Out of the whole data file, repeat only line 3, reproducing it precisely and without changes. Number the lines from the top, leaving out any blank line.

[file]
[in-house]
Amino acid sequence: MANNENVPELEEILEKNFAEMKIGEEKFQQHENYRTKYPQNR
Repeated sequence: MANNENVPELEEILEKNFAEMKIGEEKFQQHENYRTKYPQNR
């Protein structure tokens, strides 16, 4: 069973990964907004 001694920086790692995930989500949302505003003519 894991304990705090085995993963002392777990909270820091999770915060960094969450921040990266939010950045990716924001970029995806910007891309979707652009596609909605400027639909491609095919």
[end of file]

Repeated sequence: MANNENVPELEEILEKNFAEMKIGEEKFQQHENYRTKYPQNR